It was announced yesterday that Manchester City defender Kolo Toure has been suspended by the club after his ‘A’ sample tested positive for a specified substance in a recent drugs test. However, the Ivory Coast international could escape serious punishment as WADA (World Anti Doping Agency) defines a specified substance as one ‘more susceptible to a credible, non doping explanation.’ It would also appear to rule recreational drugs out of the equation.
Although the punishment for such an offence can warrant a two year ban, Toure has the chance to prove his innocence by asking for a ‘B’ sample (taken in the same test) to be tested. He has until next Wednesday to decide whether he chooses that path and if he does and the sample comes back negative, then the case would be closed and he would be free of any charge. However, if he chooses not to give another sample, then he would have to hand in a written explanation and would face a lengthily disciplinary hearing.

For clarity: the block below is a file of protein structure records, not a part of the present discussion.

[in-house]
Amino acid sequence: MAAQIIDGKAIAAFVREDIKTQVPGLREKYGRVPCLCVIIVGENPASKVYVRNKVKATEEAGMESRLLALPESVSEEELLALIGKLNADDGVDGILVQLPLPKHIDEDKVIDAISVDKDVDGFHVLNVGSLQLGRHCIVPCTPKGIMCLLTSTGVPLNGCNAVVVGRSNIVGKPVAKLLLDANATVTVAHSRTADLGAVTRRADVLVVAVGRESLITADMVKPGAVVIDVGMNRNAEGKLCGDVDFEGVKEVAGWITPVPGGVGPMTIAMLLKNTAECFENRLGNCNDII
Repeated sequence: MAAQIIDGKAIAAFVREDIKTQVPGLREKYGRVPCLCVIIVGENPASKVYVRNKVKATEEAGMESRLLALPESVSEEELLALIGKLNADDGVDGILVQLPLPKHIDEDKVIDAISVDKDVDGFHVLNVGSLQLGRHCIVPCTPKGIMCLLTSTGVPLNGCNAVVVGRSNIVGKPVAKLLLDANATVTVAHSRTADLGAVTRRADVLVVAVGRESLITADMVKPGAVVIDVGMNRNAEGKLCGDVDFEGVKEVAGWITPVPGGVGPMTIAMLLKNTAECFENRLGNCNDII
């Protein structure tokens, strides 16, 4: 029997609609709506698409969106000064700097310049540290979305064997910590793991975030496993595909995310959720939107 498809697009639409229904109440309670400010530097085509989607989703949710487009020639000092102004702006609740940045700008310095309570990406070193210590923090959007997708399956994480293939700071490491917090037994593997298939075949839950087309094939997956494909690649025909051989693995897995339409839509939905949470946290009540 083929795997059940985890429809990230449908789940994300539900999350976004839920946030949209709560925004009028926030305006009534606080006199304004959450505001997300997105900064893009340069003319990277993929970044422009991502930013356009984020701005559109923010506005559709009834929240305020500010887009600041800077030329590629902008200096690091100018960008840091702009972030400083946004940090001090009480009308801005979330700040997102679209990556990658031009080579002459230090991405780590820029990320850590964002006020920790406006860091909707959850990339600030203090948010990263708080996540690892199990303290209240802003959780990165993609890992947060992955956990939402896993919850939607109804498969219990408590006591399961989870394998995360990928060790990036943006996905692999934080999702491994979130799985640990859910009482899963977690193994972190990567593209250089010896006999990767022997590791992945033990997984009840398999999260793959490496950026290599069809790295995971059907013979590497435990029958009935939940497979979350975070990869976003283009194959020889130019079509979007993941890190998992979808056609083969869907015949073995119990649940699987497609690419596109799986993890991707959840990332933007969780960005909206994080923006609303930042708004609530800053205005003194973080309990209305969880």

A statement on Manchester City’s website reads ‘Manchester City confirm that the FA has informed Kolo Toure that an ‘A sample’ provided by him has tested positive for a specified substance. As a result of this, he has been suspended from participating in all first and non-first team matches pending the outcome of the legal process. There will be no further comment from the football club at this stage.’
However, the fact that the official FA Doping control regulations have been changed to soften the stance on offences related to minor specified substances could undoubtedly benefit Toure. The regulations state, ‘The definition of Specified Substances now allows the exercising of greater discretion in disciplinary cases. This affords a Regulatory Commission the opportunity to impose a shorter suspension where an offence relates to a Specified Substance.’ Sources close to Toure have said that the substance was found in a dietary supplement and if this is the case then the Regulatory Commission would take that into account and the suspension would in all probability be one low down on the scale.
However, unless Toure’s ‘B’ sample comes back as negative (if he opts to hand it in) then it is likely that the defender will miss the rest of the season. Disciplinary hearings can last for months so the chances of seeing him in a Manchester City shirt again this season appear to be slim. Until we know what the substance is, we can only speculate what the punishment could be but if it proves to be something serious then Toure could be left fighting to save his career and reputation.